SEATTLE ? When the fist white settlers steered their boat into Puget Sound 150 years ago, they landed at a natural harbor on a narrow isthmus that became the city of Seattle. There they met the Duwamish tribe who like the Wampanoags of Massachusetts made sure that the newcomers did not starve.
In fact, though Chief Seattle has been known to the annals of history as a Suquamish tribal member, the famed chief's mother was actually Duwamish and current Tribal Chairwoman Cecile Hansen is the great-great-grandniece of Chief Seattle.
Now 150 years later, the emerald city of Seattle celebrated its sesquicentennial last week in grand style that included a complete reenactment of the original boat landing of the schooner Exact, which carried surnames of several prominent Seattle citizens to this day.
However, what made this ordinary celebration extraordinary was the reception given to Hansen and the Duwamish tribe. One by one these same descendants spoke up and thanked the Duwamish for helping their ancestors.
Even historian David Buerge weighed in and spoke of the struggles by the current tribe. And it has been quite a struggle for the tribe as of late. After securing an 11th hour document of recognition from the Clinton administration in January, the tribe saw its fortunes fall in September as the Bush administration did an about face and stripped the tribe of its new status.
The Seattle sesquicentennial then was a little bittersweet for the Duwamish if not a bit ironic. Chairwoman Hansen participated in ceremonies that included not only the city council and Mayor Paul Schell, but the governor of Washington Gary Locke as well.
"Yeah, it is a little strange that we had our federal recognition taken away and then being invited to participate in ceremonies with the mayor, governor and all these prominent citizens," Hansen said.
She said the entire process that stripped the 560-member tribe of its federal recognition confuses her and she questioned some of the individual findings of the BIA reversal. She claims the BIA decided that the tribe did not exist as a community in the 1920s though she was able to produce a document that showed the tribe's constitution was written in 1925.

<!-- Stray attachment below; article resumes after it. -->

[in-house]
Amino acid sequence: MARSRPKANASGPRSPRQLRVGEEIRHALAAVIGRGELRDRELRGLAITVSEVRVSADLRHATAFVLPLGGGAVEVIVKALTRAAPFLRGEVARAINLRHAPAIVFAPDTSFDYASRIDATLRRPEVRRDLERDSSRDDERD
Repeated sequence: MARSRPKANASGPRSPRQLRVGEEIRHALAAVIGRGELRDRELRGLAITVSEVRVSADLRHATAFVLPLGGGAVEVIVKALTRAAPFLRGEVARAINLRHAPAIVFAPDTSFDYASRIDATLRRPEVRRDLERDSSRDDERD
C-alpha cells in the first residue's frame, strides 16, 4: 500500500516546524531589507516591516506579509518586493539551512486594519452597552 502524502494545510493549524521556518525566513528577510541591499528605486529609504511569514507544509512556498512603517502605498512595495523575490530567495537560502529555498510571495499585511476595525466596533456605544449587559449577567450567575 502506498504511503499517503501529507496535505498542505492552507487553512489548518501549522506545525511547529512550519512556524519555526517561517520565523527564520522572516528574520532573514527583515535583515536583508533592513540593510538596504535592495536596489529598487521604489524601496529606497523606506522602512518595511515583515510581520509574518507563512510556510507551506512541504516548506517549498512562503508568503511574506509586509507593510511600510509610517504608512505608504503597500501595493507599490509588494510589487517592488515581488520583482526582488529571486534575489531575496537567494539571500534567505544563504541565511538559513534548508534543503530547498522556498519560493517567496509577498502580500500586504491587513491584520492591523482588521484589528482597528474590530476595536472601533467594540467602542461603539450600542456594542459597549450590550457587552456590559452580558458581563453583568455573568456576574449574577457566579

Keith Parsky, who works in BIA administration, said that the Duwamish were not singled out and were part of a more sweeping review of last-minute decisions made by the Clinton administration.
"It was a review of every decision made by the previous administration shortly before they left office. Every department, right across the board was affected," Parsky said.
He said the bureau found the tribe did not meet all seven criteria required for federal recognition.
A review of the BIA document itself shows that the bureau found an inconsistency between censuses taken in 1915 and again in 1926 where only a small percentage of the same names existed.
One source familiar with the issue, who agreed to speak to Indian Country Today on condition of anonymity, said that this was typical of the times when it was perhaps more beneficial for the citizens to deny their American Indian ancestry, thus accounting for the discrepancy.
However, Parsky said that the tribe still has many legal avenues in which to appeal the case. These include BIA administrative procedures, the federal courts and finally the United States Congress.
Hansen said her group plans to meet with local members of Congress in hopes of securing recognition. She said the laudatory statements by descendants of the original white pioneers at the sesquicentennial celebration are a big boost.
In fact, Hansen said that many of the tribe's supporters are prominent local whites, one of whom, a real estate developer, paid $10,000 out of pocket to help the tribe secure a half acre land base. Local whites are also helping to raise funds for a Duwamish cultural center that will house not only tribal activities but also be a venue for Seattle area school children on field trips.
Hansen acknowledged it is easier to get respect and support in Seattle, one of the most progressive and left-leaning cities in the United States, than in the more conservative climate of the Bush administration.
Washington does not have a state recognition program and sources in Gov. Gary Locke's office said they have no position on the tribe seeking federal recognition and Locke's appearances with Hansen do not have any deeper implications.
Though the Duwamish may feel slighted by the Bush administration, the anonymous source placed the blame squarely on the Clinton administration.
"The Clinton administration had eight years in which they could have granted the Duwamish recognition, yet waited until the last minute. If this is anyone's fault it's theirs."